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Saunders v. Kiser

United States District Court, W.D. Virginia, Roanoke Division

October 25, 2018

JAMAL KEMO SAUNDERS, Plaintiff,
v.
J. KISER, et al., Defendants. JAMAL KEMO SAUNDERS, Plaintiff,
v.
CARL A. MANIS, et al., Defendants.

          MEMORANDUM OPINION

          HON. PAMELA MEADE SARGENT, UNITED STATES MAGISTRATE JUDGE

         These cases are before the undersigned for an evidentiary hearing to determine whether the plaintiff filed motions to voluntarily dismiss that were granted by the court, dismissing these cases without prejudice. An evidentiary hearing on the issue was conducted by the undersigned on August 13, 2018. For the reasons set out below, the undersigned finds that the plaintiff did not file, nor authorized anyone else to file, the motions to voluntarily dismiss.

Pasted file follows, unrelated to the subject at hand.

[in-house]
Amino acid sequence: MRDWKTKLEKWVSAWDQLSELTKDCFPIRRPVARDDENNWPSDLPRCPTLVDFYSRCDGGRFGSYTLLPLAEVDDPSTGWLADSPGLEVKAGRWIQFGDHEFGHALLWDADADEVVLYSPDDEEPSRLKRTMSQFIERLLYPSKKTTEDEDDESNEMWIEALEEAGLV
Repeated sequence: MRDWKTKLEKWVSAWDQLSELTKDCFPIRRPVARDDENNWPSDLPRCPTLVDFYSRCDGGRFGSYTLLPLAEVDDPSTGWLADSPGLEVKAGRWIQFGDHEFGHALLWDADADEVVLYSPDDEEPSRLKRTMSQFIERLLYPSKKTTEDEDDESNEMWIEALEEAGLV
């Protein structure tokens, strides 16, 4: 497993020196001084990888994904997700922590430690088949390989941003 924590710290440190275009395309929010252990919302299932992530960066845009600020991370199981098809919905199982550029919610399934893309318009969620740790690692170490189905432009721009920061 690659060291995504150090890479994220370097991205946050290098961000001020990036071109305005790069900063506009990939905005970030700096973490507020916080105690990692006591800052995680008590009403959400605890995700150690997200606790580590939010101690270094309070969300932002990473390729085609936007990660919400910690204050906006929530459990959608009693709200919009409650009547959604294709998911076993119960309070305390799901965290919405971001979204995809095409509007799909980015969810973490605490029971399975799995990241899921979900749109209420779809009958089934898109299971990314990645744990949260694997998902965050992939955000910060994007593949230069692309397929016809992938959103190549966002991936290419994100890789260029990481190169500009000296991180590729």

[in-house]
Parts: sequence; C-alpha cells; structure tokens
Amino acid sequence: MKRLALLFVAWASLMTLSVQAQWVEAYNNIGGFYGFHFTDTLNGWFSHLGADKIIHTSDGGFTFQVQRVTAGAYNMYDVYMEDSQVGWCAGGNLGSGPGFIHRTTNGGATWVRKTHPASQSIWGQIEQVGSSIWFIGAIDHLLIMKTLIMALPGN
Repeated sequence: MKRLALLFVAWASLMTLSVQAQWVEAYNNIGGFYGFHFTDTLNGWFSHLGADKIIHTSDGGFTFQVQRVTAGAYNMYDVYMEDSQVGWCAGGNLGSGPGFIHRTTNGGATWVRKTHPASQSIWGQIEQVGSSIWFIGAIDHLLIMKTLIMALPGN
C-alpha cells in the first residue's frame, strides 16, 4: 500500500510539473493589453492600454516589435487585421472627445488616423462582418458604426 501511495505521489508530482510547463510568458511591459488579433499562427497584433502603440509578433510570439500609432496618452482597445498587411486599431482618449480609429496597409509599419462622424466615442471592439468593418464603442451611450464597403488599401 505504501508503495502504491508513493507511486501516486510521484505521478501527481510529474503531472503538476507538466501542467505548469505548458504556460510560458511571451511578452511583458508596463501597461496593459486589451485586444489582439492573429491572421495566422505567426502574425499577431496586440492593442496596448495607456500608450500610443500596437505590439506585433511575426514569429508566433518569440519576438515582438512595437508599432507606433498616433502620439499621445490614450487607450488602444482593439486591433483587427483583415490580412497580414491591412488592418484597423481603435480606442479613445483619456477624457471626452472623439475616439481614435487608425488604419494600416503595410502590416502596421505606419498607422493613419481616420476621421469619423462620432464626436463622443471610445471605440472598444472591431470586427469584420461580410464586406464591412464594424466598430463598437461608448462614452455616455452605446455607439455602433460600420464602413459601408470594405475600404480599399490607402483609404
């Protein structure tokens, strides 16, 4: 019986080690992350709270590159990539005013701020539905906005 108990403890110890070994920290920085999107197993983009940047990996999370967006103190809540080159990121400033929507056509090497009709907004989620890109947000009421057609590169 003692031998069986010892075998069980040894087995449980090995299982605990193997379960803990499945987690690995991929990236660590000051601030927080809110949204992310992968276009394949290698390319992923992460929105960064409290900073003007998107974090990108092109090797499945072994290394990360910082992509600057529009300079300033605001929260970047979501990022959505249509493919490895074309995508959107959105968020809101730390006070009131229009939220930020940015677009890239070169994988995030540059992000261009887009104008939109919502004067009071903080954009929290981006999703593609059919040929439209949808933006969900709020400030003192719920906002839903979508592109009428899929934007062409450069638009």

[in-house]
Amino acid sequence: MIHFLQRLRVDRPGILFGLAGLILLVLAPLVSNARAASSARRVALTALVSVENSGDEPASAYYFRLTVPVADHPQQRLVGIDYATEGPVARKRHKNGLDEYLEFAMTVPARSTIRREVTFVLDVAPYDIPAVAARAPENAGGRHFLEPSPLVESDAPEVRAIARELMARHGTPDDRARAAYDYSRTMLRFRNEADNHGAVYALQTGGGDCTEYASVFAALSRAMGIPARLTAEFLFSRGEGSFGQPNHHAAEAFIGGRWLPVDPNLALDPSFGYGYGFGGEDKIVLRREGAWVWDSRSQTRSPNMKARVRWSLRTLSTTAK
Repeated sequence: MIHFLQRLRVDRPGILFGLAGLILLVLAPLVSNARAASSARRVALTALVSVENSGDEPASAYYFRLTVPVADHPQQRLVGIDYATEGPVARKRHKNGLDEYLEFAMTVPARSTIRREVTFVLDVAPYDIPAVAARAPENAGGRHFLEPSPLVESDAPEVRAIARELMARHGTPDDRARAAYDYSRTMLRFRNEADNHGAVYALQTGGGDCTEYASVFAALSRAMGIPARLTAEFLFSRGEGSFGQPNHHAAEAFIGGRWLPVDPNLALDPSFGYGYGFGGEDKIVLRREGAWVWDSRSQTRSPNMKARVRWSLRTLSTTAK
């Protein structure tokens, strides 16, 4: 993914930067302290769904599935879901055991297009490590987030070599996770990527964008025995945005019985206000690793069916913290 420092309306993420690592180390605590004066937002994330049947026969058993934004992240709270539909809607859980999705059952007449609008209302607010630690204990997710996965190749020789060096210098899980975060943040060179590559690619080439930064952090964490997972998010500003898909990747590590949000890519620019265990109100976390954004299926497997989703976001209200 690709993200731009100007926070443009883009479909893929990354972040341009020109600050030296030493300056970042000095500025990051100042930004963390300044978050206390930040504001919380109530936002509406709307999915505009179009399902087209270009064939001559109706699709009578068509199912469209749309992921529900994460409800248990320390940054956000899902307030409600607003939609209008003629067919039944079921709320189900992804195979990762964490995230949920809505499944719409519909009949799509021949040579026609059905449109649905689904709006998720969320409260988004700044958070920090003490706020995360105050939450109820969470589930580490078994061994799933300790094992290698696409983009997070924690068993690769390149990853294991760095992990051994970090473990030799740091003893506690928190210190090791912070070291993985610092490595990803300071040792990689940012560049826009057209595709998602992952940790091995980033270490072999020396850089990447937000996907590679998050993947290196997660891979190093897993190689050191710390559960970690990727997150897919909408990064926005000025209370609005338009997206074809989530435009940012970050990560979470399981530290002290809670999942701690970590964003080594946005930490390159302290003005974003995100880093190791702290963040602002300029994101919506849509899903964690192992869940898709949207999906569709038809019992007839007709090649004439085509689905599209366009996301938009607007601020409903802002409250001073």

I. Facts

         The plaintiff, Jamal Kemo Saunders, is a Virginia Department of Corrections, (“VDOC”), inmate housed at Wallens Ridge State Prison. In 2018, Saunders, proceeding pro se, filed two separate lawsuits in this court against various VDOC employees. Civil Action No. 7:18cv00012 was filed on January 11, 2018, and Civil Action No. 7:18cv00045 was filed on January 31, 2018. On May 21, 2018, the court received and docketed motions to voluntarily dismiss Saunders's claims. (Docket Item No. 23 in Civil Action No. 7:18cv00012; Docket Item No. 36 in Civil Action No. 7:18cv00045.) The Certificates of Service on the motions state that they were mailed on May 6, 2018. The motions were granted in both cases. (Docket Item No. 24 in Civil Action No. 7:18cv00012; Docket Item No. 38 in Civil Action No. 7:18cv00045.) Promptly after entry of the orders dismissing his cases, Saunders filed a motion for the court to reconsider its order dismissing his case in Civil Action No. 7:18cv00012, (Docket Item No. 25); the court also filed the motion in Civil Action No. 7:18cv00045, (Docket Item No. 39) (collectively, “Motions.”) In the Motions, Saunders asserted that he did not file any request that voluntary dismissals be granted in his cases.